Characterisation of Sulfolobus solfataricus Ard1, a promiscuous N-acetyltransferase
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Compaction of DNA into chromatin is an important feature of every living cell. This compaction phenomenon is brought about and maintained by a variety of DNA binding proteins, which have evolved to suit the specific needs of the different cell types spanning the three kingdoms of life; the eukaryotes, prokaryotes and archaea. Sulfolobus solfataricus, a member of the crenarchaeal subdivision of the archaea, has two prominent DNA binding proteins known as Alba (1&2) and Sso7d. Alba1 is acetylated in vivo at two positions and this modification lowers its’ affinity for binding DNA. Acetylation levels impact many cellular processes and in higher organisms play a critical role in the development of many cancers and other diseases. This thesis documents the finding and characterisation of the N-terminal acetyltransferase (ssArd1) of SsoAlba1, based on its’ sequence homology to the catalytic subunits Ard1, Nat3 and Mak3 belonging to the larger eukaryal Nat complexes NatA, NatB and NatC, respectively. Mutagenesis studies revealed that ssArd1 preferentially acetylates N-termini bearing a serine or alanine residue at position 1 (after methionine cleavage). It is also capable of acetylating other proteins with very different physical structures. These findings allow classification of ssArd1 as a promiscuous acetyltransferase belonging to the Gcn5-N-acetyltransferase (GNAT) superfamily. The active site of the enzyme was examined through mutagenesis studies, revealing that the mechanism of acetylation is likely to proceed through a direct acetyl transfer involving a tetrahedral intermediate. Structural studies provided some insight into the molecular structure of ssArd1.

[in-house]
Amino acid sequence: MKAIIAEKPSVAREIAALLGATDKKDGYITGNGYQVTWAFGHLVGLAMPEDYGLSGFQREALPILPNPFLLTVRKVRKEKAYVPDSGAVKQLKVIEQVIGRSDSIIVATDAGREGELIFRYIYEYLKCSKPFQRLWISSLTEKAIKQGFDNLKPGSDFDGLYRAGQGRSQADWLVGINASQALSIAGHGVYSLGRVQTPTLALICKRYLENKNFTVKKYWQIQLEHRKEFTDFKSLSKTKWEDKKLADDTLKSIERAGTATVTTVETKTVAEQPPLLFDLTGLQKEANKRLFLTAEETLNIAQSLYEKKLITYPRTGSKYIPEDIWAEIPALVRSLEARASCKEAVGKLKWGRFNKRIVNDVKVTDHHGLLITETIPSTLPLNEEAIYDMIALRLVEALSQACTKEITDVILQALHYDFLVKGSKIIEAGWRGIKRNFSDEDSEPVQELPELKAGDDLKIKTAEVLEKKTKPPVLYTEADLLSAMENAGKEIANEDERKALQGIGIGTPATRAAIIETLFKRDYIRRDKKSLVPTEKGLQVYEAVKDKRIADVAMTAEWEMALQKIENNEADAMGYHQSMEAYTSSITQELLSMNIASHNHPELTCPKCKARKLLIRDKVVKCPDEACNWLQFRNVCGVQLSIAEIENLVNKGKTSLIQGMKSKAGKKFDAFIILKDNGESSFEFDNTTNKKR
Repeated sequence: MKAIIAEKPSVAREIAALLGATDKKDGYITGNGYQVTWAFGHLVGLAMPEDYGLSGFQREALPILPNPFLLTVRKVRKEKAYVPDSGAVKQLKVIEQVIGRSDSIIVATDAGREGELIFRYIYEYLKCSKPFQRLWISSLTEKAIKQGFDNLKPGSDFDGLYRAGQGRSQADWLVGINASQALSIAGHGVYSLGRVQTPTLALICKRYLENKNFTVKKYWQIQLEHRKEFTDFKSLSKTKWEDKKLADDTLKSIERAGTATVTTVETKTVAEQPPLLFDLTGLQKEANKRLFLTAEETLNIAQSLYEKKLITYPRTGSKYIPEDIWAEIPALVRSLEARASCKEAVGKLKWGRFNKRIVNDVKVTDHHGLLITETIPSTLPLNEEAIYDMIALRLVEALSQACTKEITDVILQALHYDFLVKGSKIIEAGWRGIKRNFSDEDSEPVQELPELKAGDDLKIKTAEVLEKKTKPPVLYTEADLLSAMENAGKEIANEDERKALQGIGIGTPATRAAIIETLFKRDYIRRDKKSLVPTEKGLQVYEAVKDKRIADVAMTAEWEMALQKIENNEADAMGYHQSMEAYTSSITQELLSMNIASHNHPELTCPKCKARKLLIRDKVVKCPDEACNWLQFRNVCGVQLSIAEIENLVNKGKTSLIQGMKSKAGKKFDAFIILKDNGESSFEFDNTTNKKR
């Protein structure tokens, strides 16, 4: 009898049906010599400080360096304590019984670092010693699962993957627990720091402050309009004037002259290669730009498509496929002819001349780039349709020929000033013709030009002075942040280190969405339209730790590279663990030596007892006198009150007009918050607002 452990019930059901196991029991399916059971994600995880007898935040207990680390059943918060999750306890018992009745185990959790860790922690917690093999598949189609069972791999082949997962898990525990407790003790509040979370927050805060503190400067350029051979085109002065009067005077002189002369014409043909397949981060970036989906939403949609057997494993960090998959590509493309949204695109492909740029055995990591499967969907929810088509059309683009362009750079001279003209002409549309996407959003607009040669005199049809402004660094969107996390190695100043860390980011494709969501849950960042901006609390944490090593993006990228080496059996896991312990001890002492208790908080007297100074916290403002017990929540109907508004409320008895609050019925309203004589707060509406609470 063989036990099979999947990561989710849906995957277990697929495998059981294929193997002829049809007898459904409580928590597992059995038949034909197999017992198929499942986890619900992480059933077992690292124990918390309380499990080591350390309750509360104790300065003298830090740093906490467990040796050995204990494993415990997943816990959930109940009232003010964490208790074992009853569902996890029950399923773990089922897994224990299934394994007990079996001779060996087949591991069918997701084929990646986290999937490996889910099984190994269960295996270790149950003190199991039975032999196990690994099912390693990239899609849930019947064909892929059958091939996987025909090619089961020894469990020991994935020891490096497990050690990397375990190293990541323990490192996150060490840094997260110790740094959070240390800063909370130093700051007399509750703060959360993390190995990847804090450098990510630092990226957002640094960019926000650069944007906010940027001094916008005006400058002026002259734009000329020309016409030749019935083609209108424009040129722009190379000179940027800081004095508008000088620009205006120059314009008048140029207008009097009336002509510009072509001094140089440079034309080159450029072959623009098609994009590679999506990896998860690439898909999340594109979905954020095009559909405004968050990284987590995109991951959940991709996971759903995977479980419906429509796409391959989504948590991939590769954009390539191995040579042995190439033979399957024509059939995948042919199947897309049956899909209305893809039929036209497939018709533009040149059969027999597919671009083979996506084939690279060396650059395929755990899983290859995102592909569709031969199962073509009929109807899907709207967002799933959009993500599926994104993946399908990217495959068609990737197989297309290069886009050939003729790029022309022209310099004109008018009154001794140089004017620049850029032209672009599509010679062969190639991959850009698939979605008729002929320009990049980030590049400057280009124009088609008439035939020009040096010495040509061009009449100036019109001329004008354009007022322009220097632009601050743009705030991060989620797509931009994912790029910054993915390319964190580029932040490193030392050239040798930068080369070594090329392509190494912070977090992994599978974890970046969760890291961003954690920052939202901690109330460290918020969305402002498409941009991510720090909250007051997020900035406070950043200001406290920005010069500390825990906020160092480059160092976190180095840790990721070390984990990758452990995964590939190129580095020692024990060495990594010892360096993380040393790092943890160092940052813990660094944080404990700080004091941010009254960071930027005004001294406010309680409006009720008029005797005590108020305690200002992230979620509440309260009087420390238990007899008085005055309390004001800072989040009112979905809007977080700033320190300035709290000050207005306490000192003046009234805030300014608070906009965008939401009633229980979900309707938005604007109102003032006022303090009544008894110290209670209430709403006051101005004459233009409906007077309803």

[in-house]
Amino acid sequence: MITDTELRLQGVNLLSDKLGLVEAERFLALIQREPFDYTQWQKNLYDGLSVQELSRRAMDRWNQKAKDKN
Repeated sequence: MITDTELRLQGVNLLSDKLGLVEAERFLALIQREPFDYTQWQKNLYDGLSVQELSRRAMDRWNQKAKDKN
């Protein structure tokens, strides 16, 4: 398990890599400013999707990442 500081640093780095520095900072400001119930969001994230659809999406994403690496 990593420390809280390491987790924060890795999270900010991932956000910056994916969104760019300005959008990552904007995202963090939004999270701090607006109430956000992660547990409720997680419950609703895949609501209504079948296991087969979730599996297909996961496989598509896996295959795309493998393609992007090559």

Thesis, PhD Doctor of Philosophy
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